The bell rang over the coffee shop door once again and they parted ways. She watched him walk away under the gently falling snow. I could see the hope and joy play around the corners of her mouth and eyes.
I took a deep, shuddering breath as I tried to steady myself. This was where I needed to leave her. She was to go, and I could not follow.
Gazing upon her for the last time, soft and joyful, standing warm in the cold winter snow, I forced myself forward, off the sidewalk, across the road, and away from her.
The car came and I realized then that this was the moment. I kept my face turned away, knowing that this was the great beginning, but still unable to watch the transition. Her pain, though brief, was something I did not have the strength to witness.
Hearing it was terrible enough. The sickening squeal of the tires, the thud and smack. The gasping and screams as people ran to her. Her presence, the one I was so attuned to, could no longer be felt. It had flickered and passed.
I wanted to leave. To return to the presence of the Most High, and no longer be subjected to this world of agony, this world full of sin and mistakes, a world that no longer had Mary. I was not cut out for this. How was I supposed to do it again? How did we handle it? Returning to this duty time and again, as if it wasn’t ripping us apart?
“What… what just happened?”
I felt myself freeze in place. It was her voice. But it was different now, clearer, somehow pointed. Directed at me. I tensed, hardly able to process what I heard, to dare hope that I was right.
Turning slowly, I dreaded the sight of her broken body sprawled out on the road. But all I saw was Mary, standing in front of me, looking at me as though I was the only thing she could see.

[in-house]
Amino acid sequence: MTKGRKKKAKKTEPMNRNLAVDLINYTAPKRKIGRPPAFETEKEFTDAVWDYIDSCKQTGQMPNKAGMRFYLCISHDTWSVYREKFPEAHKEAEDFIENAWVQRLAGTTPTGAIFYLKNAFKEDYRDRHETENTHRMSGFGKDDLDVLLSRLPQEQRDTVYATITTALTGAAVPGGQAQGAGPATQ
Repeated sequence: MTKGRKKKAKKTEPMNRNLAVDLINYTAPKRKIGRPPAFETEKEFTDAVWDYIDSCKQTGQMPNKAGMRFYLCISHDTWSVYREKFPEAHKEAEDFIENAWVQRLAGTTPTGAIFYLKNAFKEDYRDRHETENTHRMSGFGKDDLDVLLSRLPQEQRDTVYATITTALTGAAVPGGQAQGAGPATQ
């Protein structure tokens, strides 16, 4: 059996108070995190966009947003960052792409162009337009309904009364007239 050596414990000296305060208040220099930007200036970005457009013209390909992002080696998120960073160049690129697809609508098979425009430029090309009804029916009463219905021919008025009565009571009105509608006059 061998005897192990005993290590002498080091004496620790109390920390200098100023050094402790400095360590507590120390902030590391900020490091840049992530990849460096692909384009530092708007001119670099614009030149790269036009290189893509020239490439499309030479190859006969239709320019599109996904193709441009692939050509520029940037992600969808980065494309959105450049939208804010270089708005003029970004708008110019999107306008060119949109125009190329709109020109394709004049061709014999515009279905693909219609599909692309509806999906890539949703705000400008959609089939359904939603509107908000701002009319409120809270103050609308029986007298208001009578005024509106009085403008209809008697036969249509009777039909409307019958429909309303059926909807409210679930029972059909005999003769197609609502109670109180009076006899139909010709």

Her face was clearer. It was as if she was suddenly in focus, and all of her soul’s lovely qualities were represented in her features. It was Mary, my Mary, but different. More real, more tangible, more perfect than ever.
And she was looking right at me. Her face was confused, and a bit dazed. She stepped forward, gripped my arm and I felt a flood of emotion crash through me. I was struck, unable to speak. I had seen Mary cry many times and now my body ached to experience that same blessed release.
“I know you.” She said, her voice sure even if her face was still confused. It was somehow a statement and a question all at once.
I nodded, trying to find my voice. Would she hear it? “Child of the Most High,” I began, unsure how to talk to my Mary, to God’s Mary. “Mary. I have been watching over you since you were born.” My voice shook as I straightened, looking her in the eye, and watching her see me, after all these years.
Her eyes shone with a soft realization and she loosened her grip on my arm in order to throw her arms around me. I took a step backwards as her form collided with mine and, after a moment of shock, tentatively wound my arms around her. Such an experience was both startlingly holy and human.
She pulled back and smiled at me, her eyes sparkling with joy and purpose. “I must go to the Father.” She said.
I nodded, knowing that these few moments with her were a gift, a blessing beyond measure. I knew better than to delay or take advantage of my time with her.
She smiled at me, her warm eyes searching mine. “Thank you,” she added, pressing her hand gently to my cheek. “For watching over me.”
Warmth and love spread from her hand into the center of my being. And in that moment, I knew I could face reassignment. I would willingly and joyfully watch over another, all the days of their life. Nothing was more precious than this.
© Lydia Gappa 2016